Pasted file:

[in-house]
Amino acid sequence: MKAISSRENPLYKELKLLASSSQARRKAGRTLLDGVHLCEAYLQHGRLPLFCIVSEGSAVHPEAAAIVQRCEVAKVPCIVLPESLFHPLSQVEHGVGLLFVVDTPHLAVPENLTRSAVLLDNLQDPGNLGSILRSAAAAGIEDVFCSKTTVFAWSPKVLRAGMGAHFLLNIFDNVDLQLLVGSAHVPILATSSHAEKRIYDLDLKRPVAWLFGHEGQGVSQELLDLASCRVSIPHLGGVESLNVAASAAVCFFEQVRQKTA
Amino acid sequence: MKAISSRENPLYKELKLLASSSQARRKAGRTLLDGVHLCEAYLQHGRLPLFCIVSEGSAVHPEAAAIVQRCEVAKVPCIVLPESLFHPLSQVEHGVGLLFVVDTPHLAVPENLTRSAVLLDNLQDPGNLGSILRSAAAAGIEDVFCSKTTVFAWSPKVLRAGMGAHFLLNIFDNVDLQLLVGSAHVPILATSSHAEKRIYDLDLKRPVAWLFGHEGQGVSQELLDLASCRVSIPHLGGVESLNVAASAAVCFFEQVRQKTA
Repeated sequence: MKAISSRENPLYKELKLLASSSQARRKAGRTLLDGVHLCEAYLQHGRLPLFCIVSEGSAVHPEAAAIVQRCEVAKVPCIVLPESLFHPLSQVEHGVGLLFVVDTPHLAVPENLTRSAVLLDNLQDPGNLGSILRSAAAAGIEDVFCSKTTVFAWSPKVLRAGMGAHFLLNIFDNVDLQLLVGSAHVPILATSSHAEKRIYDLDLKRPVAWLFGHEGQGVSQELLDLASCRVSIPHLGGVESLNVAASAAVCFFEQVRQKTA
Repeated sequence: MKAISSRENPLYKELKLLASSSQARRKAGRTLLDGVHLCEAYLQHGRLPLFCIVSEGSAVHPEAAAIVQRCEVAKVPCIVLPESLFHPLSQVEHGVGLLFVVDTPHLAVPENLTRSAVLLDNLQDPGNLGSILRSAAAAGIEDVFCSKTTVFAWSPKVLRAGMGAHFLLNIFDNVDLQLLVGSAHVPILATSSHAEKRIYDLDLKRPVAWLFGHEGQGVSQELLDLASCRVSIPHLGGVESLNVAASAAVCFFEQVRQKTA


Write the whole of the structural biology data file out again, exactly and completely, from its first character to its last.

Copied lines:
[in-house]
Amino acid sequence: MKAISSRENPLYKELKLLASSSQARRKAGRTLLDGVHLCEAYLQHGRLPLFCIVSEGSAVHPEAAAIVQRCEVAKVPCIVLPESLFHPLSQVEHGVGLLFVVDTPHLAVPENLTRSAVLLDNLQDPGNLGSILRSAAAAGIEDVFCSKTTVFAWSPKVLRAGMGAHFLLNIFDNVDLQLLVGSAHVPILATSSHAEKRIYDLDLKRPVAWLFGHEGQGVSQELLDLASCRVSIPHLGGVESLNVAASAAVCFFEQVRQKTA
Amino acid sequence: MKAISSRENPLYKELKLLASSSQARRKAGRTLLDGVHLCEAYLQHGRLPLFCIVSEGSAVHPEAAAIVQRCEVAKVPCIVLPESLFHPLSQVEHGVGLLFVVDTPHLAVPENLTRSAVLLDNLQDPGNLGSILRSAAAAGIEDVFCSKTTVFAWSPKVLRAGMGAHFLLNIFDNVDLQLLVGSAHVPILATSSHAEKRIYDLDLKRPVAWLFGHEGQGVSQELLDLASCRVSIPHLGGVESLNVAASAAVCFFEQVRQKTA
Repeated sequence: MKAISSRENPLYKELKLLASSSQARRKAGRTLLDGVHLCEAYLQHGRLPLFCIVSEGSAVHPEAAAIVQRCEVAKVPCIVLPESLFHPLSQVEHGVGLLFVVDTPHLAVPENLTRSAVLLDNLQDPGNLGSILRSAAAAGIEDVFCSKTTVFAWSPKVLRAGMGAHFLLNIFDNVDLQLLVGSAHVPILATSSHAEKRIYDLDLKRPVAWLFGHEGQGVSQELLDLASCRVSIPHLGGVESLNVAASAAVCFFEQVRQKTA
Repeated sequence: MKAISSRENPLYKELKLLASSSQARRKAGRTLLDGVHLCEAYLQHGRLPLFCIVSEGSAVHPEAAAIVQRCEVAKVPCIVLPESLFHPLSQVEHGVGLLFVVDTPHLAVPENLTRSAVLLDNLQDPGNLGSILRSAAAAGIEDVFCSKTTVFAWSPKVLRAGMGAHFLLNIFDNVDLQLLVGSAHVPILATSSHAEKRIYDLDLKRPVAWLFGHEGQGVSQELLDLASCRVSIPHLGGVESLNVAASAAVCFFEQVRQKTA